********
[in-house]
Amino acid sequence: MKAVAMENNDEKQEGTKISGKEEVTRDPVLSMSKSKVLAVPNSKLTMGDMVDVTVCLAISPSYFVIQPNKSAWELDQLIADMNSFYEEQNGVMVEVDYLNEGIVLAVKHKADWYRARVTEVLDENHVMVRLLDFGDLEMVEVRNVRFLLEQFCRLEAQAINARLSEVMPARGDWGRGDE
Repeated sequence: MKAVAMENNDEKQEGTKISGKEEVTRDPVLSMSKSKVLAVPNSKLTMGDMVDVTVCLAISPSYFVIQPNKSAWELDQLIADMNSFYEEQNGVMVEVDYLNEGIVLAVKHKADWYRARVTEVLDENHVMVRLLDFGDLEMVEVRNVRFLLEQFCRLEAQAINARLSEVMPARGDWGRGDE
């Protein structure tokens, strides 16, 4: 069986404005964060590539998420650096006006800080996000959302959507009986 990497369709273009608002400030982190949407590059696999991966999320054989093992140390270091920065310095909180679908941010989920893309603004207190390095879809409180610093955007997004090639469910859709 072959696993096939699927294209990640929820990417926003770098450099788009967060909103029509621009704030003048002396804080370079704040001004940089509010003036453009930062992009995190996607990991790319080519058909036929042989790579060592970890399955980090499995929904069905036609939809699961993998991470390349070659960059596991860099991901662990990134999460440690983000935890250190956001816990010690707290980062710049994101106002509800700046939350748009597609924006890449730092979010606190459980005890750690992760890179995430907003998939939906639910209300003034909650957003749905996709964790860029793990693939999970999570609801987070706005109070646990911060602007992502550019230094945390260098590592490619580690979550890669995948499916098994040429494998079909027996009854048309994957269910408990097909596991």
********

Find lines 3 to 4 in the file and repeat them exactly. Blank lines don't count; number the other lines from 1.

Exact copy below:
Repeated sequence: MKAVAMENNDEKQEGTKISGKEEVTRDPVLSMSKSKVLAVPNSKLTMGDMVDVTVCLAISPSYFVIQPNKSAWELDQLIADMNSFYEEQNGVMVEVDYLNEGIVLAVKHKADWYRARVTEVLDENHVMVRLLDFGDLEMVEVRNVRFLLEQFCRLEAQAINARLSEVMPARGDWGRGDE
């Protein structure tokens, strides 16, 4: 069986404005964060590539998420650096006006800080996000959302959507009986 990497369709273009608002400030982190949407590059696999991966999320054989093992140390270091920065310095909180679908941010989920893309603004207190390095879809409180610093955007997004090639469910859709 072959696993096939699927294209990640929820990417926003770098450099788009967060909103029509621009704030003048002396804080370079704040001004940089509010003036453009930062992009995190996607990991790319080519058909036929042989790579060592970890399955980090499995929904069905036609939809699961993998991470390349070659960059596991860099991901662990990134999460440690983000935890250190956001816990010690707290980062710049994101106002509800700046939350748009597609924006890449730092979010606190459980005890750690992760890179995430907003998939939906639910209300003034909650957003749905996709964790860029793990693939999970999570609801987070706005109070646990911060602007992502550019230094945390260098590592490619580690979550890669995948499916098994040429494998079909027996009854048309994957269910408990097909596991």